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Managing the redundancy process during the COVID-19 pandemic: guidance and templates

Trying to ensure that a redundancy process is carried out correctly is difficult enough when business’ are operating as usual, but what process needs to be followed during the COVID-19 pandemic? Read our guide to make sure you follow the right procedure and download template redundancy letters to help you through the process.

What process should employers follow when making redundancies?

There is no a statutory process that employers must follow* (see footnote at the end of this guide), but employers should ensure that before making redundancies they follow a fair procedure and have made a fair and reasonable decision to make redundancies, in order to avoid claims for unfair dismissal.

It is advisable that employers follow these steps:

Consider if there is a genuine redundancy situation

This technically means that there is either a closure of the business or place of business where the employee worked or a reduced requirement for the kind of work the employee carries out. So, where there is a genuine redundancy situation:

Put in place a written business case for the proposed redundancies and a timetable

The business case document should set out why the business is proposing to make redundancies and how it is proposing to do so, identifying the area(s) of the business it is proposed will be impacted by the potential redundancies.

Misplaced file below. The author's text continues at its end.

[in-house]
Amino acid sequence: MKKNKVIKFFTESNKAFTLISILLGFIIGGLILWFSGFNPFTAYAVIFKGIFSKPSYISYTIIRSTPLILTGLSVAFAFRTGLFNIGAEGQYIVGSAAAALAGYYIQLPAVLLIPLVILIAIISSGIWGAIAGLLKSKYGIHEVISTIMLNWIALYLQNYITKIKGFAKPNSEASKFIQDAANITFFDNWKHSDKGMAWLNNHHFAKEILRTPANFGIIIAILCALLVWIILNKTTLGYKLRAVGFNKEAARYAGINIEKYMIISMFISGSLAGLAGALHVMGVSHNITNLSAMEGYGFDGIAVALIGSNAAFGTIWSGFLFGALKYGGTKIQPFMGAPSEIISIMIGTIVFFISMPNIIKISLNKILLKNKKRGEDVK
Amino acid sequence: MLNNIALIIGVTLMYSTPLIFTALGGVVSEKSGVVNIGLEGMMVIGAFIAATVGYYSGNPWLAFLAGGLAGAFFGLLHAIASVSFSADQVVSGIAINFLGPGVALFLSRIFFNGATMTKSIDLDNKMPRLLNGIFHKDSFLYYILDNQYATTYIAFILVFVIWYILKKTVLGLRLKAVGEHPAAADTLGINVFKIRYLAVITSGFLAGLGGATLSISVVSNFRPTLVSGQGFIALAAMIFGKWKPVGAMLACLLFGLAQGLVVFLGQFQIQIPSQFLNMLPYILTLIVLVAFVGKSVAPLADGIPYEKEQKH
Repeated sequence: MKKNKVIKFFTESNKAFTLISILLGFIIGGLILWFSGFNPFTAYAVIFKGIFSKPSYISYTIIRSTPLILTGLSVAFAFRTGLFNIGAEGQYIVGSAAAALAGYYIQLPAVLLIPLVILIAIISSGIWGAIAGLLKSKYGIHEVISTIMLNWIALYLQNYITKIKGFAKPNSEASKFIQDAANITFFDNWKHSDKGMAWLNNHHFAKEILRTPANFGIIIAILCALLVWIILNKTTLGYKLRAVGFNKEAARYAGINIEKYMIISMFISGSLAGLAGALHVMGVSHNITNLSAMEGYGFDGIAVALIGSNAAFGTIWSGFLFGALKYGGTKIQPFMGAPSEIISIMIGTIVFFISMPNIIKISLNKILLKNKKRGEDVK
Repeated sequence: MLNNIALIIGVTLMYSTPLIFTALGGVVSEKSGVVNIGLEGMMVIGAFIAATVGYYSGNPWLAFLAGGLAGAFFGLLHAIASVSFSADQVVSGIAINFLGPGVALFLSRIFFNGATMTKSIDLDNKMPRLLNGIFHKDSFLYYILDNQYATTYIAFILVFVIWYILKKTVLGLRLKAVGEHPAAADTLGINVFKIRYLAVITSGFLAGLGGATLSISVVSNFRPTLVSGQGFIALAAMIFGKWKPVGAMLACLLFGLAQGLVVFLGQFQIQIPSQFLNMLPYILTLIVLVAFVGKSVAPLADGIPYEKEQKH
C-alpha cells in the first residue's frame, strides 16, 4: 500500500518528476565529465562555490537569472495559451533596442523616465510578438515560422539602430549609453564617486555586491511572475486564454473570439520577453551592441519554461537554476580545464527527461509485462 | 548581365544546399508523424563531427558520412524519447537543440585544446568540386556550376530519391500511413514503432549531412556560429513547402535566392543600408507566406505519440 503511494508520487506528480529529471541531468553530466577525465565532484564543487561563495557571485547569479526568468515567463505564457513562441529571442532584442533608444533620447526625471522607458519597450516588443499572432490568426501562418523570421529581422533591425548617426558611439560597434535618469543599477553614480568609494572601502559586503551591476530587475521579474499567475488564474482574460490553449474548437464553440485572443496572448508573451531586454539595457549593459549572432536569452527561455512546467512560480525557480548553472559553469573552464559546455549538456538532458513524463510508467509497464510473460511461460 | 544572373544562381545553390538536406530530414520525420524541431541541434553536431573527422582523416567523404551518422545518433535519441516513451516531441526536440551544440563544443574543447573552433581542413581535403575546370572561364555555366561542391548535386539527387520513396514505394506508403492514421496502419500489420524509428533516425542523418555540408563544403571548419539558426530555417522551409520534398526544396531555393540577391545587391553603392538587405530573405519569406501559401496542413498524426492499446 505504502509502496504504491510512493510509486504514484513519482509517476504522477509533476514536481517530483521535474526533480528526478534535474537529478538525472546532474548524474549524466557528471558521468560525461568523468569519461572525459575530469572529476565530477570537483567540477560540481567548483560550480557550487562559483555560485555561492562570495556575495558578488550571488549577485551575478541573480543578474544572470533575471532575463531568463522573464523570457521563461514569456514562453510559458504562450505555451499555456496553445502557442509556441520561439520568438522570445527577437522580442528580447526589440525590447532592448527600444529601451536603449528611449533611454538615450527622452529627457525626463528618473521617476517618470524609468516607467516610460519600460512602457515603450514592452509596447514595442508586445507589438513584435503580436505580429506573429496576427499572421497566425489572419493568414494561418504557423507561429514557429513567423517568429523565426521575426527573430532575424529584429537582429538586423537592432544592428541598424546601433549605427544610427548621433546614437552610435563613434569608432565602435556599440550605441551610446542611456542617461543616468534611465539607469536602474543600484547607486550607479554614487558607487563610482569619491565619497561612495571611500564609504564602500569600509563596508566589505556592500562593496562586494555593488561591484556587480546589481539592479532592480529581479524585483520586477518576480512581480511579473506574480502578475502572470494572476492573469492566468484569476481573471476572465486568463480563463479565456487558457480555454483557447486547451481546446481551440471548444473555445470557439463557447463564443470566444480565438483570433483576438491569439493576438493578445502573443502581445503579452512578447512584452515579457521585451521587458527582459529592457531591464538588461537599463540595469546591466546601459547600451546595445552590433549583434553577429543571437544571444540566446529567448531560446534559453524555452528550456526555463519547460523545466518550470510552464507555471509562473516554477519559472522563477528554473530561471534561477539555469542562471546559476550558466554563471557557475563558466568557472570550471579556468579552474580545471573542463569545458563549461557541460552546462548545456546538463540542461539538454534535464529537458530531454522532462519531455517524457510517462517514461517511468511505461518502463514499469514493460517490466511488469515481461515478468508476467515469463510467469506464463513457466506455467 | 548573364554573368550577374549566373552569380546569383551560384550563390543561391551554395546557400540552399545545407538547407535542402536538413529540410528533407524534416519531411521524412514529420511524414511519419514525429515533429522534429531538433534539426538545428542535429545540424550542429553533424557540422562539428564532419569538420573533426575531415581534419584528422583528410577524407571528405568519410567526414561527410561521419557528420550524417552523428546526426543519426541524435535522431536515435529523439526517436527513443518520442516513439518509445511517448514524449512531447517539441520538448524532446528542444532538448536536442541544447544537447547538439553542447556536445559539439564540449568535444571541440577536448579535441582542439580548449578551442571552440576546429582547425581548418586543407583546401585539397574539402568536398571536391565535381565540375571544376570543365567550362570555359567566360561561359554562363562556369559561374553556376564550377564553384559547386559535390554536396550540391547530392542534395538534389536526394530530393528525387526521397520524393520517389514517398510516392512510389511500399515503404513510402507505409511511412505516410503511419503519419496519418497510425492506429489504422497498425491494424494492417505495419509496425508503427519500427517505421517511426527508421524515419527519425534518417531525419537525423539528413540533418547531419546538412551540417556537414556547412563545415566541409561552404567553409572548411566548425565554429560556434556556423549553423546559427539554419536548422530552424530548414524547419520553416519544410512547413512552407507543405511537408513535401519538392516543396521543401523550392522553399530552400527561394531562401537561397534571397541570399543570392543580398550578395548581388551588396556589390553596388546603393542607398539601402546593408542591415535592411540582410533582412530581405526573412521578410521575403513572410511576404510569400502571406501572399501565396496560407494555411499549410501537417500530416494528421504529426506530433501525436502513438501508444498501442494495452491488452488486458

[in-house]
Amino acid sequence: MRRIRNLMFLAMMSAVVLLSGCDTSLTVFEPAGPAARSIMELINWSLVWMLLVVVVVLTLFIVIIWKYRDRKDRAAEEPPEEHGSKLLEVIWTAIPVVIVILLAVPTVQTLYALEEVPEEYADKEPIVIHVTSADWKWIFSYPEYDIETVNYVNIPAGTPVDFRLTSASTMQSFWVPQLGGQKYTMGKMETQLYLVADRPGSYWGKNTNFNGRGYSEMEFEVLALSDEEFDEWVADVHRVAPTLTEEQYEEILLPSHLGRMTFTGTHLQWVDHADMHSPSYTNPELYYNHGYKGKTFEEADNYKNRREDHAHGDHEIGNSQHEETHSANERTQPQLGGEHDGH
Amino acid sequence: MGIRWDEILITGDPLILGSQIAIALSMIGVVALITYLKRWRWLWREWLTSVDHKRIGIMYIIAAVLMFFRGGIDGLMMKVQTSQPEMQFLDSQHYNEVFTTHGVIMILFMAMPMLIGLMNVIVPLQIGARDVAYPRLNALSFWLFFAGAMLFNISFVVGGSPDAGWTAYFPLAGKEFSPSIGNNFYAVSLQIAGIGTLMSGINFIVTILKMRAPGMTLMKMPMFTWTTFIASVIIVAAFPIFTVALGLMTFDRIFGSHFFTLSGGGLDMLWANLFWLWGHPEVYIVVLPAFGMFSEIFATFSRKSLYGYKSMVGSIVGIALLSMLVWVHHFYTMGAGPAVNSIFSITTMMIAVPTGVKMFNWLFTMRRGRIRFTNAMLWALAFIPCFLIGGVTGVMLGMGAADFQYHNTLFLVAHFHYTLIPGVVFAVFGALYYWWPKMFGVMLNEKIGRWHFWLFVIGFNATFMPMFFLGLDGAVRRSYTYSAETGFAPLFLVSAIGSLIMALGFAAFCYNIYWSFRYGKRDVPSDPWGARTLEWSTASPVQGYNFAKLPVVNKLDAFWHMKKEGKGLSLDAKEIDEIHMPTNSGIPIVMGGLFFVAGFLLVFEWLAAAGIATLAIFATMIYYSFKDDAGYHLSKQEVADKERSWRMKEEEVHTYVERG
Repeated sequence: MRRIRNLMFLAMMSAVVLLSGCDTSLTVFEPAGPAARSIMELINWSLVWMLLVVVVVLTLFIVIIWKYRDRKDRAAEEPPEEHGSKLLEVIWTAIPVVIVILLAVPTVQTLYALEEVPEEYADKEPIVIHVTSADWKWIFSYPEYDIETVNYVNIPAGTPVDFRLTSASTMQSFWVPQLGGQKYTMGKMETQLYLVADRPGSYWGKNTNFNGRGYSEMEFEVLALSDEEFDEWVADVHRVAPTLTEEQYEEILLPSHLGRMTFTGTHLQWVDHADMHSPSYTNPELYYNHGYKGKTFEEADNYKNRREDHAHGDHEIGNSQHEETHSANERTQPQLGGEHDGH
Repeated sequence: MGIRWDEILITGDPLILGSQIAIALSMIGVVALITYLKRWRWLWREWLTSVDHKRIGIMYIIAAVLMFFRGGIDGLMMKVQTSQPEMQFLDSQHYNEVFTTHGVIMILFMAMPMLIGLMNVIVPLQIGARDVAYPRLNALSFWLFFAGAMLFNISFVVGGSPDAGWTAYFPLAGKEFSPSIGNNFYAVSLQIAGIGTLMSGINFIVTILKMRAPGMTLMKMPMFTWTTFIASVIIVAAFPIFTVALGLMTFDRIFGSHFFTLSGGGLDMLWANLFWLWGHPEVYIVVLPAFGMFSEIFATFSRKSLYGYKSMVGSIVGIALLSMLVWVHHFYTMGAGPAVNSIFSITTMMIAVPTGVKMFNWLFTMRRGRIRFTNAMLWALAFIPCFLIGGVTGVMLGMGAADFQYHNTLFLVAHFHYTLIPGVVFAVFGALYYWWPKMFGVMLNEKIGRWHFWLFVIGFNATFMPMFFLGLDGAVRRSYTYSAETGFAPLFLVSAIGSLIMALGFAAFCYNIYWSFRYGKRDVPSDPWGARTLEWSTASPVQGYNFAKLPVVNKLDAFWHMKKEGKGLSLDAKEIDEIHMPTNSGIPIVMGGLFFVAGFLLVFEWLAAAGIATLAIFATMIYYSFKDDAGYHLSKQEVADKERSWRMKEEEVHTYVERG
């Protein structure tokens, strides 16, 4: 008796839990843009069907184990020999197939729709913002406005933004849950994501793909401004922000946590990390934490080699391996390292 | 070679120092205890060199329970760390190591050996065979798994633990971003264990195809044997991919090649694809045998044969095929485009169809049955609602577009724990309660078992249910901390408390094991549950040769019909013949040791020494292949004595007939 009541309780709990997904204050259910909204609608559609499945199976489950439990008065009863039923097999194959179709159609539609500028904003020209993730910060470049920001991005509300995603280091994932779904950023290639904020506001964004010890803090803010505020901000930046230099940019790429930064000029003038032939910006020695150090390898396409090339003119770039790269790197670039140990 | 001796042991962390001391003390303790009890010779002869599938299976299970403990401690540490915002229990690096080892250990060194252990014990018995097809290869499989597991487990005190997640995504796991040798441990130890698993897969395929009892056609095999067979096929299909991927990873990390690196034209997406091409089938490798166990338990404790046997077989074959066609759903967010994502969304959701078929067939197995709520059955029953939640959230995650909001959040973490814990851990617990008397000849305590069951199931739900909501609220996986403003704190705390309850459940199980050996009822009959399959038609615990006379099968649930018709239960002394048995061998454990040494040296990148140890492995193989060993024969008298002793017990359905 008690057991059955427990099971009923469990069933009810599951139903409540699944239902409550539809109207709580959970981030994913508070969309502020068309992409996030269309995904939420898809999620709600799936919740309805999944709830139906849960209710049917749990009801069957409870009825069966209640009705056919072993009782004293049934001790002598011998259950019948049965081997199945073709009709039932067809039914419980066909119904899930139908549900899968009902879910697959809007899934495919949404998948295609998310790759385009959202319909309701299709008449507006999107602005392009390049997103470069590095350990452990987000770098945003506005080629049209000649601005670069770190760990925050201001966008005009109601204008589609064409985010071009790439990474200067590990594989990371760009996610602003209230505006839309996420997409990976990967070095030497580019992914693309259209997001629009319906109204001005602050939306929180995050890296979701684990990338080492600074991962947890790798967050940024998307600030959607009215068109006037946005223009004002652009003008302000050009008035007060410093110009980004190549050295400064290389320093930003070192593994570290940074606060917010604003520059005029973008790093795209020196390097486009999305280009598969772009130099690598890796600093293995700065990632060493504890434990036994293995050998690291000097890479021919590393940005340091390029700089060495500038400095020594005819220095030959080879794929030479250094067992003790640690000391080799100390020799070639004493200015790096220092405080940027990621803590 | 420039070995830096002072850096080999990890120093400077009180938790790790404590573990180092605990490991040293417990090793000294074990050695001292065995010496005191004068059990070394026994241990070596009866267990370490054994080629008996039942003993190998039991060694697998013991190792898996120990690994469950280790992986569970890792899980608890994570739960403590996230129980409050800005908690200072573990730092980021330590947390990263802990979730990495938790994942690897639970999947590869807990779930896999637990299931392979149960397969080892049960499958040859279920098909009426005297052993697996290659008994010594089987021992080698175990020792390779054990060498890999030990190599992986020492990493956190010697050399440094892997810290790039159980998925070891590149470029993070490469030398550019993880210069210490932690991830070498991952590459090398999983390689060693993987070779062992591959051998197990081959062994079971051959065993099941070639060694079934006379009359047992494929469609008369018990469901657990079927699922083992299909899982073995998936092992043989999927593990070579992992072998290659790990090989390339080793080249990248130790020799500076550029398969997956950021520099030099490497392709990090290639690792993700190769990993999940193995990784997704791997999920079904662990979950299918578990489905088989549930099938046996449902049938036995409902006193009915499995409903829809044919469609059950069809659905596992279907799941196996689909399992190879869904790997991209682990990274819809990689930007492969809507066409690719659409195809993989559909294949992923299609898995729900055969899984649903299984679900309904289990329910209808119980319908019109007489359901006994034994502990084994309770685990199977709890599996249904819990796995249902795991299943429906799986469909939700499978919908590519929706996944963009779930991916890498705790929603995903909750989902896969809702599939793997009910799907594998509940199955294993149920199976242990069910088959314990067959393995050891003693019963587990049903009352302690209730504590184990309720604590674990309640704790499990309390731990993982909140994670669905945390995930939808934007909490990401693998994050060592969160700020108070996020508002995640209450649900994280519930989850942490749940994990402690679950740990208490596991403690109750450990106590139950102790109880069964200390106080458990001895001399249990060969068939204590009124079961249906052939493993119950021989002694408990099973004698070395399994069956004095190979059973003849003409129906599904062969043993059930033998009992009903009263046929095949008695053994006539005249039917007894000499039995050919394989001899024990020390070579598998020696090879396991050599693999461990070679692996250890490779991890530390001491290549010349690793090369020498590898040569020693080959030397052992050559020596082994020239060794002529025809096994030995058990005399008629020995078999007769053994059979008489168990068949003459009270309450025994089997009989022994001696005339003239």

A timetable should also be put together setting out proposed timelines for the redundancy process, who is doing what, the necessary documentation for each stage, etc.

If you would like further assistance with drafting the business case document and timetable, please contact our specialist employment solicitors.

Consider the pool of those being selected for redundancy, selection criteria and any alternative vacancies

You will need to look at the likely number of redundancies that will be made. If there are 20 or more redundancies proposed within 90 days, then collective consultation will be required and the Secretary of State will need to be notified (see below).

In any event, regardless of the number of proposed redundancies, a fair procedure will need to be followed for each employee being placed at risk of redundancy.

The pool(s) of employees for redundancy will need to be carefully considered and should be made up of employees who perform the same or similar roles. Selection criteria (that are, where possible, objective) will need to be determined and scores against these criteria will be given to the at-risk employees in each pool, to decide who is provisionally selected for redundancy.